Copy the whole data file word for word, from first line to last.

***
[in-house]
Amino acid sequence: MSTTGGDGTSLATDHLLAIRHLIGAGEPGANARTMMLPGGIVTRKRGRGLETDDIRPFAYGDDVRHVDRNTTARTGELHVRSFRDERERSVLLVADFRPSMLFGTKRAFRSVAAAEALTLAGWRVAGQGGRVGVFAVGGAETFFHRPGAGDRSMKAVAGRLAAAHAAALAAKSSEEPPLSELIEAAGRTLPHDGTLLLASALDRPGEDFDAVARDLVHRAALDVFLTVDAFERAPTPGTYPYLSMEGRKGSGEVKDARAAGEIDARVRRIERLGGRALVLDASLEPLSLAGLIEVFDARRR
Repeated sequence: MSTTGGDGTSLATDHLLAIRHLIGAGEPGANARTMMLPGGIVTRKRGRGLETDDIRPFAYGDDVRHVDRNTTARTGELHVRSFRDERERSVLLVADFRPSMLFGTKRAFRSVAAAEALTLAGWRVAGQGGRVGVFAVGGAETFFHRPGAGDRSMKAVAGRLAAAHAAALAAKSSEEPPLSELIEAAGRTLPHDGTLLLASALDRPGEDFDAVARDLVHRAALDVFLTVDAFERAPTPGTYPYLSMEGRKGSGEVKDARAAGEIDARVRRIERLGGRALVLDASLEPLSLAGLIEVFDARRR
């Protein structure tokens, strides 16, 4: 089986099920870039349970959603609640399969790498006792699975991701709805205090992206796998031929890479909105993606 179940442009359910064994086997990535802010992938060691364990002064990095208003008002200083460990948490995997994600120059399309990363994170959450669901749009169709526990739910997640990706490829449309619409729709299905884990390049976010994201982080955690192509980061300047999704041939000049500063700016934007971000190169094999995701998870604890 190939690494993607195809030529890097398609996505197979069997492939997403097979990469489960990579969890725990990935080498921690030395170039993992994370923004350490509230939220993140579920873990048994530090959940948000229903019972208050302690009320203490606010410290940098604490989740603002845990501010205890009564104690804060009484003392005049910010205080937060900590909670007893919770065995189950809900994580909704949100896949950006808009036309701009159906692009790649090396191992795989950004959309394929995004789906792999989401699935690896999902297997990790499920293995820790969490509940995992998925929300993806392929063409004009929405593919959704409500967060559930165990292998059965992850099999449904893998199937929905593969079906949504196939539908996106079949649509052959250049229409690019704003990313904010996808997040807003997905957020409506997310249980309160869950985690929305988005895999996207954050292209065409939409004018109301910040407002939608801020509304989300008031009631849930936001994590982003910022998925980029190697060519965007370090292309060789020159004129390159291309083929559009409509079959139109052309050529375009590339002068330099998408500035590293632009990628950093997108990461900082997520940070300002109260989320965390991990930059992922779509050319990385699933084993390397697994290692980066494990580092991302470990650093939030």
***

[in-house]
Amino acid sequence: MSTTGGDGTSLATDHLLAIRHLIGAGEPGANARTMMLPGGIVTRKRGRGLETDDIRPFAYGDDVRHVDRNTTARTGELHVRSFRDERERSVLLVADFRPSMLFGTKRAFRSVAAAEALTLAGWRVAGQGGRVGVFAVGGAETFFHRPGAGDRSMKAVAGRLAAAHAAALAAKSSEEPPLSELIEAAGRTLPHDGTLLLASALDRPGEDFDAVARDLVHRAALDVFLTVDAFERAPTPGTYPYLSMEGRKGSGEVKDARAAGEIDARVRRIERLGGRALVLDASLEPLSLAGLIEVFDARRR
Repeated sequence: MSTTGGDGTSLATDHLLAIRHLIGAGEPGANARTMMLPGGIVTRKRGRGLETDDIRPFAYGDDVRHVDRNTTARTGELHVRSFRDERERSVLLVADFRPSMLFGTKRAFRSVAAAEALTLAGWRVAGQGGRVGVFAVGGAETFFHRPGAGDRSMKAVAGRLAAAHAAALAAKSSEEPPLSELIEAAGRTLPHDGTLLLASALDRPGEDFDAVARDLVHRAALDVFLTVDAFERAPTPGTYPYLSMEGRKGSGEVKDARAAGEIDARVRRIERLGGRALVLDASLEPLSLAGLIEVFDARRR
């Protein structure tokens, strides 16, 4: 089986099920870039349970959603609640399969790498006792699975991701709805205090992206796998031929890479909105993606 179940442009359910064994086997990535802010992938060691364990002064990095208003008002200083460990948490995997994600120059399309990363994170959450669901749009169709526990739910997640990706490829449309619409729709299905884990390049976010994201982080955690192509980061300047999704041939000049500063700016934007971000190169094999995701998870604890 190939690494993607195809030529890097398609996505197979069997492939997403097979990469489960990579969890725990990935080498921690030395170039993992994370923004350490509230939220993140579920873990048994530090959940948000229903019972208050302690009320203490606010410290940098604490989740603002845990501010205890009564104690804060009484003392005049910010205080937060900590909670007893919770065995189950809900994580909704949100896949950006808009036309701009159906692009790649090396191992795989950004959309394929995004789906792999989401699935690896999902297997990790499920293995820790969490509940995992998925929300993806392929063409004009929405593919959704409500967060559930165990292998059965992850099999449904893998199937929905593969079906949504196939539908996106079949649509052959250049229409690019704003990313904010996808997040807003997905957020409506997310249980309160869950985690929305988005895999996207954050292209065409939409004018109301910040407002939608801020509304989300008031009631849930936001994590982003910022998925980029190697060519965007370090292309060789020159004129390159291309083929559009409509079959139109052309050529375009590339002068330099998408500035590293632009990628950093997108990461900082997520940070300002109260989320965390991990930059992922779509050319990385699933084993390397697994290692980066494990580092991302470990650093939030």